But in this other church (which must be the subject of our discourse) beside other worthy men, was Mr. Richard Clyfton, a grave and reverend preacher, who by his pains and diligence had done much good, and under God had been a means of the conversion of many. And also that famous and worthy man Mr. John Robinson, who afterwards was their pastor for many years, till the Lord took him away by death. Also Mr. William Brewster a reverent man, who afterwards was chosen an elder of the church and lived with them till old age.

But after these things; they could not bug continue in any peaceable condition; but were hunted and persecuted on every side, so as their former afflictions were but as flea-bitings in comparison of these which now came upon them. For some were taken and clapped up in prison, others had their houses beset and watched night and day, and hardly escaped their hands; and the most were fain to flee and leave their houses and habitations, and the means of their livelihood. Yet these and many other sharper things which afterward befell them, were no other than they looked for, and therefore were the better prepared to bear them by the assistance of God's grace and spirit; yet seeing themselves thus molested, and that there was no hope of their continuance there, by a joint consent they resolved to go into the Low Countries, where they heard was freedom of religion for all men; as also how sundry from London, and other parts of the land had been exiled and persecuted for the same cause, and were gone thither; and lived at Amsterdam and in other places of the land. So after they had continued together about a year, and kept their meetings every Sabbath, in one place or other, exercising the worship of God amongst themselves, notwithstanding all the diligence and malice of their adversaries, they seeing they could no longer continue in that condition, they resolved to get over into Holland as they could. Which was in the year 1607 and 1608; of which more at large in the next chapter.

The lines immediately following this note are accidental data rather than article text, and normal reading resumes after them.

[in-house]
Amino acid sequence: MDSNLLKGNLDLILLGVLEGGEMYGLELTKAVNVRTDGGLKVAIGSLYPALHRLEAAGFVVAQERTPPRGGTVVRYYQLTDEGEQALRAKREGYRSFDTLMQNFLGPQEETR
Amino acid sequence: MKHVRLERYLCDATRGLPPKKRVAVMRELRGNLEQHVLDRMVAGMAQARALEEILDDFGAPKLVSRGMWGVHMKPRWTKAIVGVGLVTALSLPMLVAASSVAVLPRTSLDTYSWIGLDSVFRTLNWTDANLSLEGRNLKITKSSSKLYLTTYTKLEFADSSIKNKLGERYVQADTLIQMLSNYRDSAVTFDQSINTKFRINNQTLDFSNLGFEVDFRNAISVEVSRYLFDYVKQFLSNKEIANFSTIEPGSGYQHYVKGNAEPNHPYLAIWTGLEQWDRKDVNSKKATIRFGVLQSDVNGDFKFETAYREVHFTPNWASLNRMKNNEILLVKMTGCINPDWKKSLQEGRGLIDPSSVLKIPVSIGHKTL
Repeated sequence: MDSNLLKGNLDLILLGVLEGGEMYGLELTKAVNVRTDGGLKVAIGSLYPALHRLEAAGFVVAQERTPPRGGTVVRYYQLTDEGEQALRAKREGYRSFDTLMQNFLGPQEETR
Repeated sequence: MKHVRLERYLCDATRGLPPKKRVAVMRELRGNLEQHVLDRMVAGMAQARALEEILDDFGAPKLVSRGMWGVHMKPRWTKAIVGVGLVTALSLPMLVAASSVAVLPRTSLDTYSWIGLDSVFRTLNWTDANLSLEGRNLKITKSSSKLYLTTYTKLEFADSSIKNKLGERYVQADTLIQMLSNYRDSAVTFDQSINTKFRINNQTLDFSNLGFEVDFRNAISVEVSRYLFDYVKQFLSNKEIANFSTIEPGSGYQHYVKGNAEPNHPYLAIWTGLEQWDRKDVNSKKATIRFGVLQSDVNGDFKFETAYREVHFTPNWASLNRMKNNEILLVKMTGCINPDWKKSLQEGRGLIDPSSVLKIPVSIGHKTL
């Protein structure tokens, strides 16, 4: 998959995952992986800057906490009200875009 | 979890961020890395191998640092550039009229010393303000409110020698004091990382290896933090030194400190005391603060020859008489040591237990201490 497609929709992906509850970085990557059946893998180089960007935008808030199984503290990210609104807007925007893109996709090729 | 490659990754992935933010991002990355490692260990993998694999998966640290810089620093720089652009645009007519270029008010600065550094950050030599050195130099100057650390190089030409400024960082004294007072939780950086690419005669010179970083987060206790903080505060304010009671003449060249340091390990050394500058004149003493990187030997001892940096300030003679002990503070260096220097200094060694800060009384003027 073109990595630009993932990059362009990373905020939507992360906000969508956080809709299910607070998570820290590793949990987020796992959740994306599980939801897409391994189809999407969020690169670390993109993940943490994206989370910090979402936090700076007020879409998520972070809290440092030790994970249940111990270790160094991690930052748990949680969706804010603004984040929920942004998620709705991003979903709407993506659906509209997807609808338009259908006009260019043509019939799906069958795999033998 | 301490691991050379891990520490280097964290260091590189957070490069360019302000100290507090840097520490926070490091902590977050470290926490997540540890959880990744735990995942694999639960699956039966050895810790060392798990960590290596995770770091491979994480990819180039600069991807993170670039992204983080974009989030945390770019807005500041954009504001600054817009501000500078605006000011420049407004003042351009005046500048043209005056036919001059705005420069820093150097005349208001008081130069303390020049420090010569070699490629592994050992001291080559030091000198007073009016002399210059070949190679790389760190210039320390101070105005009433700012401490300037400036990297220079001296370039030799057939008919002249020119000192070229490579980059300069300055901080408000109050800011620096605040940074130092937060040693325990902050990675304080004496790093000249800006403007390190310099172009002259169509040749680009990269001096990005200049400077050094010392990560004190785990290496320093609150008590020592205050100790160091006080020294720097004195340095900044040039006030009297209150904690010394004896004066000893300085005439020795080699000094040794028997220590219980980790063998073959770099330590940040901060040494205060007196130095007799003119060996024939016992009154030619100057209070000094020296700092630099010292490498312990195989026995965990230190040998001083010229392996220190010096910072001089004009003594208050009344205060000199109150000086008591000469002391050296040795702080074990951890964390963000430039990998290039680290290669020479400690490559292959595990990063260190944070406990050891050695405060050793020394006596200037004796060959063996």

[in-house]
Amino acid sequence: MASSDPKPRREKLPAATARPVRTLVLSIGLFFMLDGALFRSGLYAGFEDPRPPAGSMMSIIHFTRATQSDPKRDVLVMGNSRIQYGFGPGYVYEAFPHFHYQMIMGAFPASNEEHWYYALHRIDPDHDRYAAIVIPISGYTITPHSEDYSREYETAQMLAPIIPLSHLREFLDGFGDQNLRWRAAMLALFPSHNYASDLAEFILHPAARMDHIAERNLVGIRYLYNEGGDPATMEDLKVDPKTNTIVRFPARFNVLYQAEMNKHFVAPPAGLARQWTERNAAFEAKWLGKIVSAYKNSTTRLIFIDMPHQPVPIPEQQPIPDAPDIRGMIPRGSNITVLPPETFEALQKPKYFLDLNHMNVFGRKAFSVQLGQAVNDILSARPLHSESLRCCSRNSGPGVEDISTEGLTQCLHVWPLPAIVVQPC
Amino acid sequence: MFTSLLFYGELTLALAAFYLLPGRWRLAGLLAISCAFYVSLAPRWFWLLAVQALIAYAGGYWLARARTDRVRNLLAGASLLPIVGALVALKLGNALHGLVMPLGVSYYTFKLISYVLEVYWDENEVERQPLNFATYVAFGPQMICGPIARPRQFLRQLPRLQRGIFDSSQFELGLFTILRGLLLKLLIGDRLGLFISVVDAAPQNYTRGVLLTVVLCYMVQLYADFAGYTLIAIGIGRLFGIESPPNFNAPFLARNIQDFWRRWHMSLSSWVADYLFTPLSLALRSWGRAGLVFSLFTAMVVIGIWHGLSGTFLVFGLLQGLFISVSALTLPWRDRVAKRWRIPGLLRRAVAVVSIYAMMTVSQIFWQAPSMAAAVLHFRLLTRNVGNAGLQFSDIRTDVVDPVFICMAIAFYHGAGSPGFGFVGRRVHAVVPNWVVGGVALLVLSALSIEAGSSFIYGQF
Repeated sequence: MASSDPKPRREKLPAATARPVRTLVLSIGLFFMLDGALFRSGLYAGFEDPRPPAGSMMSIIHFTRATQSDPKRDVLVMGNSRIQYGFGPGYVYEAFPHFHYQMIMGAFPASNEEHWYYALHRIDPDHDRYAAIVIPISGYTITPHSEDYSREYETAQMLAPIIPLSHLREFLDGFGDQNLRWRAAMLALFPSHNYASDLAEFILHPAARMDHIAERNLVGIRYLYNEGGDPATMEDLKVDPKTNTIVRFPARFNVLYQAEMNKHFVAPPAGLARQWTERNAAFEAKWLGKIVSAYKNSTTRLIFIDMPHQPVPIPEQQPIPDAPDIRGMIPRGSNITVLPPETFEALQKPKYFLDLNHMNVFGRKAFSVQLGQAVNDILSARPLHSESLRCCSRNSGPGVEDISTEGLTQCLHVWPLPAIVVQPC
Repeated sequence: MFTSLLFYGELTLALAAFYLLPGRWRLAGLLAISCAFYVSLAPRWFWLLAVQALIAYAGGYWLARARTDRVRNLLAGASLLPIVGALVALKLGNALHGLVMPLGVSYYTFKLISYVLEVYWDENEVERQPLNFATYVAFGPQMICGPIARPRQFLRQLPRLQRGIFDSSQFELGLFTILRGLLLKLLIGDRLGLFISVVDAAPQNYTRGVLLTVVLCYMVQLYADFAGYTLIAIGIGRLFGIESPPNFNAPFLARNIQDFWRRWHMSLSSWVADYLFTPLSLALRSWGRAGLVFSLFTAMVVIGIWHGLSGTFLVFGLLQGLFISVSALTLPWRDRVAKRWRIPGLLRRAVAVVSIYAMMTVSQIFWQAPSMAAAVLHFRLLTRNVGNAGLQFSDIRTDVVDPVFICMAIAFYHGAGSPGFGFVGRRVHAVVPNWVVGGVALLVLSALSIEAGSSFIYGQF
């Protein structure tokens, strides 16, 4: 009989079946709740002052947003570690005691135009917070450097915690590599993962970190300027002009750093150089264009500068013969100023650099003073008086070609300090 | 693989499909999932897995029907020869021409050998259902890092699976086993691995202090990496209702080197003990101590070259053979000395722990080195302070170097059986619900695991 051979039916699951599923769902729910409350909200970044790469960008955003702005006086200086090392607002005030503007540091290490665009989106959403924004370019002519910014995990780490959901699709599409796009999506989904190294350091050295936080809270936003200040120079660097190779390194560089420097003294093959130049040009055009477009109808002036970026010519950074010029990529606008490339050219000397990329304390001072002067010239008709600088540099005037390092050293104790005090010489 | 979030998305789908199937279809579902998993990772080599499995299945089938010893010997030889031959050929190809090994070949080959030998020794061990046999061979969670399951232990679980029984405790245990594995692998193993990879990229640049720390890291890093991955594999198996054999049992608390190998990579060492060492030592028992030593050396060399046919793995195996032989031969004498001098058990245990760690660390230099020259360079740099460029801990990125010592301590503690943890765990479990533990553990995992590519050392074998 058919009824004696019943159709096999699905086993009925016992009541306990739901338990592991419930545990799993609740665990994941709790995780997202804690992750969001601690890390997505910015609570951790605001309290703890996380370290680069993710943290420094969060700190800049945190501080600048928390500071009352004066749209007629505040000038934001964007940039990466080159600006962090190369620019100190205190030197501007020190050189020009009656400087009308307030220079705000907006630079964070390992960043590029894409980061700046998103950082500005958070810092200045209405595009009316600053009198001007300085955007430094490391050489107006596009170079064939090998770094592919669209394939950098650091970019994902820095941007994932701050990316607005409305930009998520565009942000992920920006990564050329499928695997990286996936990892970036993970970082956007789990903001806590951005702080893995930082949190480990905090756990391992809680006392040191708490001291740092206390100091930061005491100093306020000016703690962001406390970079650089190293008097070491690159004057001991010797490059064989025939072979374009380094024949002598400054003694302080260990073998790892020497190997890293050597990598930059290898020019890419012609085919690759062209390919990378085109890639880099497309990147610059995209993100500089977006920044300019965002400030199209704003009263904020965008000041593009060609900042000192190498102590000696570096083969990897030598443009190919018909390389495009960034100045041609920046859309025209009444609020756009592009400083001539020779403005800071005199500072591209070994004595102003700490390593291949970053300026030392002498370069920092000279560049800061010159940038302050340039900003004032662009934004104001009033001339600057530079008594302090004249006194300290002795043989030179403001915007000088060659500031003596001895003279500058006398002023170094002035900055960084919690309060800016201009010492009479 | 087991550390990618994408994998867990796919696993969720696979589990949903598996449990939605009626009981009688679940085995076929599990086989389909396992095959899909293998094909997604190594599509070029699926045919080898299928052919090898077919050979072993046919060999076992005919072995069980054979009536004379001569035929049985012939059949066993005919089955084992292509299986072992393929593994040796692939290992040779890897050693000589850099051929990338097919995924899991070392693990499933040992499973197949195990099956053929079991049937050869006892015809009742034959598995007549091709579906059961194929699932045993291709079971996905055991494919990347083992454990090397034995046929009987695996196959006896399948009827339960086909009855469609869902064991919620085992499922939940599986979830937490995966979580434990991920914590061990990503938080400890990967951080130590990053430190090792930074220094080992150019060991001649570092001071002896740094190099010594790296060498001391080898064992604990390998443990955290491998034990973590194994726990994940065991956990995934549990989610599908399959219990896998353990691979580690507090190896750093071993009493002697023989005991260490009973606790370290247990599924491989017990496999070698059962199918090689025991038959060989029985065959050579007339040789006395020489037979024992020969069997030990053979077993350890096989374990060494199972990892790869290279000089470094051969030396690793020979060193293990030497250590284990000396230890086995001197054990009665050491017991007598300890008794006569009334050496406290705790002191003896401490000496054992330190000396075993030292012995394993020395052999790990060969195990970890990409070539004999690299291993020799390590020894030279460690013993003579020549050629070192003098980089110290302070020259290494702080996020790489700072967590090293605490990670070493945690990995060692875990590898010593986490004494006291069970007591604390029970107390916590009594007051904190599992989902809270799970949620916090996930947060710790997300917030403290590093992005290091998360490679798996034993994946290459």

bottom of page